Oil sands to help make Canada one of the fifth largest global
construction markets by 2020
TORONTO, May 5 /CNW/ - From 2010 to 2015, Canadian infrastructure will
grow at over two and a half times the growth rate seen over the
previous five years, a new PwC-sponsored report by Global Construction
Perspectives and Oxford Economics found. By 2020, Canada is expected to
be the fifth largest construction market behind India and Japan—a jump
from its current position in seventh place.
"Over the next decade, we expect infrastructure to be the fastest
growing end market in Canada and housing to be the slowest," says Sal
Bianco, National Engineering and Construction Leader, PwC. "Responsible
for this huge growth are a number of oil sands projects starting in
Alberta, the major hydro projects planned in Ontario and Quebec,
expanding transportation needs in urban centres and the construction
demands the Pan Am Games is placing on the country."
Pan Am Games spur competitive bids
Canada's hosting of the 2015 Pan American Games in Toronto carries a
$2.4 billion price tag as new sports venues and other facilities have
to be constructed. This includes a $1 billion athlete's village,
aquatics centre, indoor gymnasium and running track, and the Canadian
Sport Institute complex.
A new Airport Rail Link (ARL)—a 3km rail line between Union Station and
Toronto Pearson International Airport—will be completed prior to the
Games. Infrastructure Ontario and Metrolinx issued an RFP last month
and a preferred bidder among the four already shortlisted will be
announced in early 2012.
New transportation projects come at a high cost...
Over 80% of Canadians live in urban areas with an expected average
growth rate of about 1% per annum over the next 10 years. "The steady
growth of Canadians living in urban cities is placing more pressure for
more transportation," says Bianco. "This, in turn, is spurring the
increase in transportation infrastructure projects that typically carry
For instance, there are several transport projects that are either
underway or planned in Toronto and Ottawa:
The $4.6 billion Light Rail Transit (LRT) in Toronto is the largest
transit investment in Canada's history. It includes a 20km tunnel in
mid-town Toronto, plus a 12km tunnel to the east.
An extension of the Toronto subway to York Region, costing almost $2.7
billion, is in construction. This will link Toronto with York Region
via an 8.6km extension and six new stations.
The$2.1 billion Ottawa LRT project is its first phase of a larger LRT
network the City of Ottawa plans to build. The first phase includes 13
new stations as well as a 3.2km tunnel in downtown Ottawa.
...But oil, gas and hydro projects carry the largest price tags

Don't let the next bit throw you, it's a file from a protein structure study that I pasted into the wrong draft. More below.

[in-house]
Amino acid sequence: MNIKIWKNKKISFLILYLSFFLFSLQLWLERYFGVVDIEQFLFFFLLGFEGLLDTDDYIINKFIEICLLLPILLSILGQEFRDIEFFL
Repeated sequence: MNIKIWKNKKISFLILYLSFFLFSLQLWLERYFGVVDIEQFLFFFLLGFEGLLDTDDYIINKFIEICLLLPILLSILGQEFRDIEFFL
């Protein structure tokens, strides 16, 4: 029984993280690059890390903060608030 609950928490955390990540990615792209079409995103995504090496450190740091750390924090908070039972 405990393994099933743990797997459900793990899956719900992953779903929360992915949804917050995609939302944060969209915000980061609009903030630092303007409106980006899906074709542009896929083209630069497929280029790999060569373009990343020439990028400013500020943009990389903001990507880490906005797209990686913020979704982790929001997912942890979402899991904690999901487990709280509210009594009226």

Many large hydro power projects are either currently in construction or
planned, including the country's largest—a $6.5 billion hydro complex
in Havre-Saint-Pierre, Quebec, which is expected to be completed by
2020. Other notable projects include:
A $5 billion hydro project in James Bay Territory, Quebec, is under
construction and is a part of Hydro Quebec's plans to increase hydro
output by 15.8TW over the period 2006-14.
A $6.2 billion 2,250MW hydro complex in central Labrador is planned,
funded by Hydro Quebec. It will supply electricity to Newfoundland and
In Alberta, twenty potential new oil sands projects starting over the
next five years will increase non-residential construction in Alberta
by 21% in 2011. Indeed, spending on capital construction and machinery
and equipment in the province is projected to rise by 4.3% this year,
to $73.5 billion.
The story is no different over the longer term. Alberta's Capital Plan
calls for a $17.6 billion spend on infrastructure to support oil sands
development over the next three years, while major industry players
like Suncor will spend in excess of $15 billion within the next 5 years
and Imperial Oil and CNRL with $8 billion and $4 billion in spend
respectively by 2012.
"New builds will continue to attract private investment and Canada has
already established a very successful pipeline of privately financed
infrastructure investments," says Bianco. Public Private Partnerships
Canada (P3), round three funding opens this year and will attract
applications for infrastructure projects across the country."
For more information related to forecasts for Canada and other global
findings, and to access the complete Global Construction 2020 report, please visit http://www.pwc.com/gx/en/engineering-construction/publications/global-construction-2020.jhtml. The report and supporting materials including graphs and tables are
also available from the media contacts.
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